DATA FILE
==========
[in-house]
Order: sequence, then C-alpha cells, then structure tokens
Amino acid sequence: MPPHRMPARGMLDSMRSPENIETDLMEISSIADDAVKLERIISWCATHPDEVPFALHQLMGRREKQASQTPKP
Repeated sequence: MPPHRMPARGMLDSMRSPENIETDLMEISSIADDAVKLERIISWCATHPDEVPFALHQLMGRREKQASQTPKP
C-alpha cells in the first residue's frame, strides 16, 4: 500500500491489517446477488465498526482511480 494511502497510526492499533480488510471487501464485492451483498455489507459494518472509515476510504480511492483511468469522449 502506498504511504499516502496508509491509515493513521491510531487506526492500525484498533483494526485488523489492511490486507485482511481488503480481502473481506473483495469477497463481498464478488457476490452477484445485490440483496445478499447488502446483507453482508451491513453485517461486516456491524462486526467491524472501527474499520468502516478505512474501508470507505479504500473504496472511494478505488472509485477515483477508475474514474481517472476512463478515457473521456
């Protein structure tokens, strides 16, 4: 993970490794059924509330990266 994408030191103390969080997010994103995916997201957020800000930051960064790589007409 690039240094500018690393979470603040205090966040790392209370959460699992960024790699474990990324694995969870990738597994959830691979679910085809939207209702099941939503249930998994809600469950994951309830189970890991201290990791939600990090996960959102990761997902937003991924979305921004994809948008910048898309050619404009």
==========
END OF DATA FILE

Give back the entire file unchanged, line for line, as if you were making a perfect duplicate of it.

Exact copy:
[in-house]
Order: sequence, then C-alpha cells, then structure tokens
Amino acid sequence: MPPHRMPARGMLDSMRSPENIETDLMEISSIADDAVKLERIISWCATHPDEVPFALHQLMGRREKQASQTPKP
Repeated sequence: MPPHRMPARGMLDSMRSPENIETDLMEISSIADDAVKLERIISWCATHPDEVPFALHQLMGRREKQASQTPKP
C-alpha cells in the first residue's frame, strides 16, 4: 500500500491489517446477488465498526482511480 494511502497510526492499533480488510471487501464485492451483498455489507459494518472509515476510504480511492483511468469522449 502506498504511504499516502496508509491509515493513521491510531487506526492500525484498533483494526485488523489492511490486507485482511481488503480481502473481506473483495469477497463481498464478488457476490452477484445485490440483496445478499447488502446483507453482508451491513453485517461486516456491524462486526467491524472501527474499520468502516478505512474501508470507505479504500473504496472511494478505488472509485477515483477508475474514474481517472476512463478515457473521456
């Protein structure tokens, strides 16, 4: 993970490794059924509330990266 994408030191103390969080997010994103995916997201957020800000930051960064790589007409 690039240094500018690393979470603040205090966040790392209370959460699992960024790699474990990324694995969870990738597994959830691979679910085809939207209702099941939503249930998994809600469950994951309830189970890991201290990791939600990090996960959102990761997902937003991924979305921004994809948008910048898309050619404009």